Dating with a mental illness shouldn’t have to be difficult. But it can be. Dating with any illness is a challenge, but illnesses that target emotions and energy levels more directly make relationships hard. For me, the hardest thing is knowing when to disclose my mental illnesses. I have a knee-jerk reaction to disclose quite quickly simply to clear the air and discover the other person’s trustworthiness.
At the same time, this poses a risk of the person seeing me as diseased, faulty or misshapen somehow. To me, it is normal. Through studying nursing and my life experiences, everyone has some health issue or another that they, at the very least, have to be cognizant about. For some people, it’s high blood pressure and bad cholesterol. For me, it’s mental illness and “my mother’s hips.”
I believe there’s a reason “in sickness and in health” is mentioned in wedding vows. It’s likely that at some point in our lives, we will encounter health problems. Mine, like many people with mental illnesses, started young. But so what? So do asthma, allergies and congenital conditions.
Perhaps I have become more accustomed to having mental illnesses because, at 26, I have already battled them for 20 years. To me, when I disclose my health issues to a potential mate or otherwise, it is the same thing as saying, “Just want you to know, in case I get stung by a bee, my epi-pen is in my backpack.”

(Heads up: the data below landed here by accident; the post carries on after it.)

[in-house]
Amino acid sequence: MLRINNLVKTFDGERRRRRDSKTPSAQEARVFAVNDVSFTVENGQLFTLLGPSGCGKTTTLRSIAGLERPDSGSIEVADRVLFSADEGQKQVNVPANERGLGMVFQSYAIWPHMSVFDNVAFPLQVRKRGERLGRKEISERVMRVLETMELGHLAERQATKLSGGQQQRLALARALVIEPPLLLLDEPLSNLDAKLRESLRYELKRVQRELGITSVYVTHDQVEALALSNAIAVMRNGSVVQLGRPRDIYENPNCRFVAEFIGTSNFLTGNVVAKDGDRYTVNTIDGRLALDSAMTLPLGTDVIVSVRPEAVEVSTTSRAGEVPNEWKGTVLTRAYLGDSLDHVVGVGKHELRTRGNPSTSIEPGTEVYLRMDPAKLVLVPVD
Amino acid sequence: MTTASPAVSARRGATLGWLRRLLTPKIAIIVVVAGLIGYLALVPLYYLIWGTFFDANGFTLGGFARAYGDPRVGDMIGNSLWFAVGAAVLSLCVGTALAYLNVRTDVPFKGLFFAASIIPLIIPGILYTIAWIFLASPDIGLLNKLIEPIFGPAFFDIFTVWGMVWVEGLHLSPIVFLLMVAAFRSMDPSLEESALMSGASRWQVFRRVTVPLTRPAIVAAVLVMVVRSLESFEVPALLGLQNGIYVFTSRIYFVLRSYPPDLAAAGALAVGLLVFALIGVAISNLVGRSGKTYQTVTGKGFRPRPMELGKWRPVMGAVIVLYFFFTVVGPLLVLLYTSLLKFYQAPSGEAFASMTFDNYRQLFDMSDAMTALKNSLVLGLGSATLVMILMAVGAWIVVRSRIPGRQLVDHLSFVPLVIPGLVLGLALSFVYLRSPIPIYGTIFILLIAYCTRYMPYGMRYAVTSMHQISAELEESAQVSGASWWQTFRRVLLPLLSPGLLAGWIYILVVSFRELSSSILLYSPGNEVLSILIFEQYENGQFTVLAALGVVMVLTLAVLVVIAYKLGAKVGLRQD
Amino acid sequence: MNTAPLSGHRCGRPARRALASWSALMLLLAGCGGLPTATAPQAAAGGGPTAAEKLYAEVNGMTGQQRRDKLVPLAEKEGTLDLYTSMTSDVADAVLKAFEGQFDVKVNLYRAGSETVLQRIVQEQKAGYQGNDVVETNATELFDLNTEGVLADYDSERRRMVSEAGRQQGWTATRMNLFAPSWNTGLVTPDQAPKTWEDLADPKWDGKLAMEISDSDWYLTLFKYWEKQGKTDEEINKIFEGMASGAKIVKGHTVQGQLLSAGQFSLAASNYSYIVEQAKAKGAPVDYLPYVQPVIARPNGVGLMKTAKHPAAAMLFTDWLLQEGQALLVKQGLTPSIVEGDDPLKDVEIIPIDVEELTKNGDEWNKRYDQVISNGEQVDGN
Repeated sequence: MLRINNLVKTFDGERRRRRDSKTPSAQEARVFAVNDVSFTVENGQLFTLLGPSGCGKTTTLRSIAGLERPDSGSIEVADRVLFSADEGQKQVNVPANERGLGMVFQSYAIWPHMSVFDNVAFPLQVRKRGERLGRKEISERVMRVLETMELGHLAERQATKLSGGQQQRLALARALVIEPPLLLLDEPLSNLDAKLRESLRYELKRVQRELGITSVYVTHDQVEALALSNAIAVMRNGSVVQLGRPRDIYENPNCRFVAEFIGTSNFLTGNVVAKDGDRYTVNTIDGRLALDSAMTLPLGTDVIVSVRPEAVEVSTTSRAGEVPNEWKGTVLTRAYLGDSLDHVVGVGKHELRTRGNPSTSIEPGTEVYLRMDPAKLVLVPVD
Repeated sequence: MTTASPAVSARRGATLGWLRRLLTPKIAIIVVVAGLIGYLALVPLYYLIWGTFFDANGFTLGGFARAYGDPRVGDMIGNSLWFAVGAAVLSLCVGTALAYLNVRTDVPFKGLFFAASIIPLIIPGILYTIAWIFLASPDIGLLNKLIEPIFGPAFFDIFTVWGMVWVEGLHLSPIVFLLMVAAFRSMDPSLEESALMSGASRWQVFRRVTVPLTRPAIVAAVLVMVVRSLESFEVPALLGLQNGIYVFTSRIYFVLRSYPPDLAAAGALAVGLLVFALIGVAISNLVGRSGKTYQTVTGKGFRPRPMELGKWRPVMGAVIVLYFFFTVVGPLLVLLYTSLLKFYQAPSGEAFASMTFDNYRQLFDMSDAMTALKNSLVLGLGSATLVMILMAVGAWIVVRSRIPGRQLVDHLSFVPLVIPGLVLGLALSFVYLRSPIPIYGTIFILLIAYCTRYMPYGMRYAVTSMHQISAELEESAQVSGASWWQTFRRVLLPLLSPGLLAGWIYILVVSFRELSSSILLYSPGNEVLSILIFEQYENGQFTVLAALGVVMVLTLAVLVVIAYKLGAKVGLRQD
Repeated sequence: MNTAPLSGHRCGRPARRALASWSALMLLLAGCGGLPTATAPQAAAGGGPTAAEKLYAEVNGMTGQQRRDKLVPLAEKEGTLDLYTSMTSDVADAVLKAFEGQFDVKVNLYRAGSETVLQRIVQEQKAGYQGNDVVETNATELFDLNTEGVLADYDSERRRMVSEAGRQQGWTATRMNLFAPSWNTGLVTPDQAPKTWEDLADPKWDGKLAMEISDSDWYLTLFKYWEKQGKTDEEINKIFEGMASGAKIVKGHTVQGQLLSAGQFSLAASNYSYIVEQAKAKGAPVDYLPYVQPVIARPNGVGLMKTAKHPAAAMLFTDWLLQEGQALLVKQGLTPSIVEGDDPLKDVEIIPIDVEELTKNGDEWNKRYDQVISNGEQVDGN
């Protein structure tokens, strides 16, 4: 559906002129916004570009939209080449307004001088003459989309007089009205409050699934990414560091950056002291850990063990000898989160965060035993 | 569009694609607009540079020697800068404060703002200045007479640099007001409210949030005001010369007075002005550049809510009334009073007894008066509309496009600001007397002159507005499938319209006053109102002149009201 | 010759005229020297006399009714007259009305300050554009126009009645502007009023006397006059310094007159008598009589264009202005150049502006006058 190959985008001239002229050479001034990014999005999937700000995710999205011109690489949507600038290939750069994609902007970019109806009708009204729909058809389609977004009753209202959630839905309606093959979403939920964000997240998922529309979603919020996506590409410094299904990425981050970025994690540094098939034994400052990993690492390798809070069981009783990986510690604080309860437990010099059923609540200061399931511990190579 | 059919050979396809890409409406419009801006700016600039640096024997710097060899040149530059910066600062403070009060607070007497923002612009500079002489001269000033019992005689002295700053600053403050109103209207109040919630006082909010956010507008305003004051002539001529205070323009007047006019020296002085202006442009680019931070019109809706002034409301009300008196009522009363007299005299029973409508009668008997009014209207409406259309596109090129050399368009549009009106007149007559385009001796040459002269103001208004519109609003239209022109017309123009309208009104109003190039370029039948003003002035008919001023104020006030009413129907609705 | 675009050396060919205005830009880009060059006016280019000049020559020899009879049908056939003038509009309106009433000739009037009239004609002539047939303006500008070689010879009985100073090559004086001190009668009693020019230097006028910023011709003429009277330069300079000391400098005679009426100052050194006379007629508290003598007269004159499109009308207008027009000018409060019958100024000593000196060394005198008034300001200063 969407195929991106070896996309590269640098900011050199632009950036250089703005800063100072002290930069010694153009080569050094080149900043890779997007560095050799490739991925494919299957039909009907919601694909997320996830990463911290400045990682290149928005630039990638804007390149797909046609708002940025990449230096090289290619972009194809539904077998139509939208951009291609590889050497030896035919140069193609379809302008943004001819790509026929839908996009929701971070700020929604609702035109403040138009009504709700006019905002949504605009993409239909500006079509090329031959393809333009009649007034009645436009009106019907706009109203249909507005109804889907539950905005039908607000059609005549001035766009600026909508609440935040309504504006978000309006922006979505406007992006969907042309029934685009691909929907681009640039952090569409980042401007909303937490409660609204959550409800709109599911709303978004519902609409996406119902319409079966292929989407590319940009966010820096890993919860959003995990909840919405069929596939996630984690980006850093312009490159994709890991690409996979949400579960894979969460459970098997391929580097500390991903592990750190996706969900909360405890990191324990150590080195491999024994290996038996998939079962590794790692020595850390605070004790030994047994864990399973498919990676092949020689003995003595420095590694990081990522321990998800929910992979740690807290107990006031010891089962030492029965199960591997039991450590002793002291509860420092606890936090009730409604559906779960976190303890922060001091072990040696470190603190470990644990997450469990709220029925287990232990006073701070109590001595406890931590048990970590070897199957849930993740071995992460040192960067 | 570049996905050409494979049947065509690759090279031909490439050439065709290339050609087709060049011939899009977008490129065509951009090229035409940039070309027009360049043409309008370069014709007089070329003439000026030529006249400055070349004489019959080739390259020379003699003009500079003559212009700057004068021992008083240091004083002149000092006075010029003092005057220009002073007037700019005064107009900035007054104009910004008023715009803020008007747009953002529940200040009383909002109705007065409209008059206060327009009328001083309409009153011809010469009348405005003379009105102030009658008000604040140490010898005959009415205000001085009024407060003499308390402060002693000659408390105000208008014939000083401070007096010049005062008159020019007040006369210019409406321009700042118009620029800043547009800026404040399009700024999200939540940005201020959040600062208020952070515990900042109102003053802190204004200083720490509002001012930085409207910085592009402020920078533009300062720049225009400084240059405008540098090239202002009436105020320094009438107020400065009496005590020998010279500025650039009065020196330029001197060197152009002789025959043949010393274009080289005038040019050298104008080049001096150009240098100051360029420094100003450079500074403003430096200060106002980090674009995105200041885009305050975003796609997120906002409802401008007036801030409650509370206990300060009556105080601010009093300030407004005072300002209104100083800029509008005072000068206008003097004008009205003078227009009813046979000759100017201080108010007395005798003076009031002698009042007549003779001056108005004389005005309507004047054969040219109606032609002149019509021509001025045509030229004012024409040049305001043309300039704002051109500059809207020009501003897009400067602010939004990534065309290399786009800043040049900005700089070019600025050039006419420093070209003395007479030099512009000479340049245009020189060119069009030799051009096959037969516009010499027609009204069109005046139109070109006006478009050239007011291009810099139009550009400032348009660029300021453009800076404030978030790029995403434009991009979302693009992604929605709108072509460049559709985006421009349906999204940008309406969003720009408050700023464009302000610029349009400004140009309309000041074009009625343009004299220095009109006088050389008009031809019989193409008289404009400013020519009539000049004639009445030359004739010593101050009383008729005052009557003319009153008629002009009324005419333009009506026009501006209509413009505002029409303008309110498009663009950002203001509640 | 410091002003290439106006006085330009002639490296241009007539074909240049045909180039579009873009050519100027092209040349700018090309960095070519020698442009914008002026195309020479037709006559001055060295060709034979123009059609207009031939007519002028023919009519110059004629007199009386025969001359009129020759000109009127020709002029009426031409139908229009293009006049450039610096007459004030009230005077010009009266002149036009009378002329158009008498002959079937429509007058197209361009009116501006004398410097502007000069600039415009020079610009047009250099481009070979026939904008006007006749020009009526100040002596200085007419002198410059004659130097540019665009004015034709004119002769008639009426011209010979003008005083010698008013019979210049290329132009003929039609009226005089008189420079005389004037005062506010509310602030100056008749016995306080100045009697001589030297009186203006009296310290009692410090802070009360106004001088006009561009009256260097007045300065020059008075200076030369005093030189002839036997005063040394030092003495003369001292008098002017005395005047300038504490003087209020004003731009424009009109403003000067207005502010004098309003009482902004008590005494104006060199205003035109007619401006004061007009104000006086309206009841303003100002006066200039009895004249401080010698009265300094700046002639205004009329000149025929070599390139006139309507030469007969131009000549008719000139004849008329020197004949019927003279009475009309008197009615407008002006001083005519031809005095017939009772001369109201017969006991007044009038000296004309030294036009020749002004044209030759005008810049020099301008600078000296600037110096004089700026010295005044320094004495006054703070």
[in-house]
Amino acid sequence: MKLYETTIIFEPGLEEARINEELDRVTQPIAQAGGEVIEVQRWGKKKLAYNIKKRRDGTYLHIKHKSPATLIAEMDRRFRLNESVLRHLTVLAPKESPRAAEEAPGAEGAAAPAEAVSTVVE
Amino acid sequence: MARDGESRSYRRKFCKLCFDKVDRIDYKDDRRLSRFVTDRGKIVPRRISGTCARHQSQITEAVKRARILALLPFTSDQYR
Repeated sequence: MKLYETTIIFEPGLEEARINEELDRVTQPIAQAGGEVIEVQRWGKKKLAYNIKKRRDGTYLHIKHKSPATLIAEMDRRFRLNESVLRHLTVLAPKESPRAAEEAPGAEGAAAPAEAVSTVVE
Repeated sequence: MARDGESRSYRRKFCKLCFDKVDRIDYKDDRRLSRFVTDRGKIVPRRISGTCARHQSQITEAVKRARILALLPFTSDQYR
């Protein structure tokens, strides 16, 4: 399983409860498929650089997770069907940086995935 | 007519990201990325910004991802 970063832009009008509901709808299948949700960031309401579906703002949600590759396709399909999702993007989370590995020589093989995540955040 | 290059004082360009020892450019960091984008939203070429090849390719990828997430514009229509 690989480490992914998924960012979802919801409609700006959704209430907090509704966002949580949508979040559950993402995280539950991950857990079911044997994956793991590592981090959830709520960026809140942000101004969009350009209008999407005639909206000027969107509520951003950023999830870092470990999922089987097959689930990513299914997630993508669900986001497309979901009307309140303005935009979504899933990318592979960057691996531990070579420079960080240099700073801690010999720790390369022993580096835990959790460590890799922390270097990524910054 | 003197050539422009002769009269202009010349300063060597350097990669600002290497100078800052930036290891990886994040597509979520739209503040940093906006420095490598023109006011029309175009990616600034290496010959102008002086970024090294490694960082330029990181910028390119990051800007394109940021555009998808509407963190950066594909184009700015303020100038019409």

That’s really all it should be, at least when starting to date someone. As you get to know each other, you get to know what is helpful and what isn’t for the other person. Isn’t that like any relationship?
If I’m angry, don’t touch me. If I’m sad, leave me alone. If I’m crying, give me a hug. If I’m anxious, reiterate positive qualities about me. Everyone is different, and it takes time to know the details. It’s the same as knowing whether your partner likes mushrooms on pizza or not.
Relationships take work. Some people with mental illness are unwilling to work at themselves and their relationship. So are people without mental illness! The important thing is to not write off a potential relationship because of what your past experience with that person’s condition has been. Be willing to learn.
At the moment, I am single. I’m OK with that. When I do meet someone, I’d like them to recognize me, not my illnesses. I’d like them to ask questions! I’d much rather you ask than make things worse for me. I’d like a partner to treat me as an equal. Of course, we’ll be different, but just because I struggle doesn’t absolve me of responsibility in the relationship. When I’m not doing so hot, I’d like them to respect that it is a big deal I am still around, and to know when I need to speak with a professional. I’d like them to know it is never OK to feel bad about my need to reach out for help from an uninvolved person.
Most of all, I’d like this person to know I am more than capable of being a loving individual and life partner, and my mental illnesses, if anything, improve that ability.